Managing stress

As we enter the spring season, it seems as if everyone’s schedules start to become very busy, farmers included.

As our schedules begin to fill up, it might seem a bit overwhelming to work, do extracurriculars and be all of the places that we need to be while maintaining somewhat of a routine. With that, I have a few tips and ideas that I would like to share to hopefully help you manage busy times while still remaining organized and productive.

As a full-time dairy farmer, whose fiance also works a full-time agriculture job and farms on the side, our spring schedules are insanely busy. To manage these times, I like to prioritize meal planning and have easy, yet healthy, grab-and-go snacks on hand.

Prior to the busy season, we try to stock up on nutritious favorites like yogurt, fruit, string cheese sticks and granola bars. In addition, we try to have easy, yet satisfying breakfast items pre-made such as sausage, egg and cheese muffin cups. Making casseroles such as baked pasta with meatballs, or chicken, rice and veggies are also easy ways to pre-portion out dinners that are easy to eat on the go, or to heat up later in the evening when the day finally winds down. Taking some time on a Sunday afternoon to pre-make meals and snacks for the week really can be a game changer, especially in farming when so much of our schedules for fieldwork are weather dependent and can result in long days to accomplish what needs done while it’s not raining.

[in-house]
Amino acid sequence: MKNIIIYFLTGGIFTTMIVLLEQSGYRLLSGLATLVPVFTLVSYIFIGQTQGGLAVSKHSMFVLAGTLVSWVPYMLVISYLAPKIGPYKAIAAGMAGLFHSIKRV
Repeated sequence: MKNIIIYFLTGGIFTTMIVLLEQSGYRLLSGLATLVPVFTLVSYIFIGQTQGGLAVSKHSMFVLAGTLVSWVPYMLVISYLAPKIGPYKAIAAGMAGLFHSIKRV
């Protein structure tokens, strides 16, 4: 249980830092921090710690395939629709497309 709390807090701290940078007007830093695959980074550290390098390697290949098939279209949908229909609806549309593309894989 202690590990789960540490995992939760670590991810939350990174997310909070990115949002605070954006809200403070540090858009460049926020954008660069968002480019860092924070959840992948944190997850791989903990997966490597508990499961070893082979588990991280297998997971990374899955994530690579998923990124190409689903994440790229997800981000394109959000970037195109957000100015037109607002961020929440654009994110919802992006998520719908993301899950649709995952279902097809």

Another way that I like to manage a busy season in life is mapping out the week. Obviously, there are set work times that can vary greatly with farming. In addition, writing out any appointments for the week, and then filling in the gaps with “extras” or errands that need done on days that aren’t as fully scheduled. Planning ahead and seeing if there are things that can be done in advance can also really help to make a busy week more manageable.

Although it might seem impossible to fit one more thing into your schedule, I highly encourage you to set aside just a small slot of time at some point during the week to either just relax for a few minutes, grab a coffee on the way home from a meeting, or read a chapter in your favorite book. Even though we have a million things to do, taking a few minutes for ourselves during the week can really be refreshing and help to prevent burnout.

My last piece of advice that I would like to share is to be flexible. I think that this can pertain to any aspect of life, but as a dairy farmer, this is one of the most critical pieces of information. Things can change in an instant. Although we might have a plan that helps us manage our week, if everything does not go according to that plan, don’t stress. Be flexible, and adjust as needed to still be able to make the most productive schedule with the time that you have.

Submitted by Julianne Holler, a member of the Trumbull County Farm Bureau Board of Trustees.


OFBF Mission: Working together for Ohio farmers to advance agriculture and strengthen our communities.

Labor has always been an issue, mainly because we are a seasonal operation. So that's a challenge finding somebody who only wants to work three months out of a year, sometimes up to six months.
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